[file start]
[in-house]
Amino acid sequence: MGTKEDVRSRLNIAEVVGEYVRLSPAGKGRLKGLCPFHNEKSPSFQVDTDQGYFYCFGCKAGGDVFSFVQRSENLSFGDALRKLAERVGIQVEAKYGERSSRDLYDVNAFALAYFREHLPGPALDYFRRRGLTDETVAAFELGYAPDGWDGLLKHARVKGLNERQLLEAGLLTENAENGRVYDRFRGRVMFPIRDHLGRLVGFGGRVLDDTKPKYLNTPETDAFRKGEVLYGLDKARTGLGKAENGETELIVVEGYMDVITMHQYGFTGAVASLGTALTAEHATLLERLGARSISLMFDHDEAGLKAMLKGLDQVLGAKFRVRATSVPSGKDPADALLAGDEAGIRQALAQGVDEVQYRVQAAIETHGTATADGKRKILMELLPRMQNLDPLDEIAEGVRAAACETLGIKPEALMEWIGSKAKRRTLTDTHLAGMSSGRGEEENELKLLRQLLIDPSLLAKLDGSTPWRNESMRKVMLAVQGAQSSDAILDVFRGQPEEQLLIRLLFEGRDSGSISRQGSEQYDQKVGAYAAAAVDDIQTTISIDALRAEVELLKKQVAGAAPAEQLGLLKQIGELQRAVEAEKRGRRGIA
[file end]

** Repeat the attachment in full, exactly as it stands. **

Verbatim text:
[in-house]
Amino acid sequence: MGTKEDVRSRLNIAEVVGEYVRLSPAGKGRLKGLCPFHNEKSPSFQVDTDQGYFYCFGCKAGGDVFSFVQRSENLSFGDALRKLAERVGIQVEAKYGERSSRDLYDVNAFALAYFREHLPGPALDYFRRRGLTDETVAAFELGYAPDGWDGLLKHARVKGLNERQLLEAGLLTENAENGRVYDRFRGRVMFPIRDHLGRLVGFGGRVLDDTKPKYLNTPETDAFRKGEVLYGLDKARTGLGKAENGETELIVVEGYMDVITMHQYGFTGAVASLGTALTAEHATLLERLGARSISLMFDHDEAGLKAMLKGLDQVLGAKFRVRATSVPSGKDPADALLAGDEAGIRQALAQGVDEVQYRVQAAIETHGTATADGKRKILMELLPRMQNLDPLDEIAEGVRAAACETLGIKPEALMEWIGSKAKRRTLTDTHLAGMSSGRGEEENELKLLRQLLIDPSLLAKLDGSTPWRNESMRKVMLAVQGAQSSDAILDVFRGQPEEQLLIRLLFEGRDSGSISRQGSEQYDQKVGAYAAAAVDDIQTTISIDALRAEVELLKKQVAGAAPAEQLGLLKQIGELQRAVEAEKRGRRGIA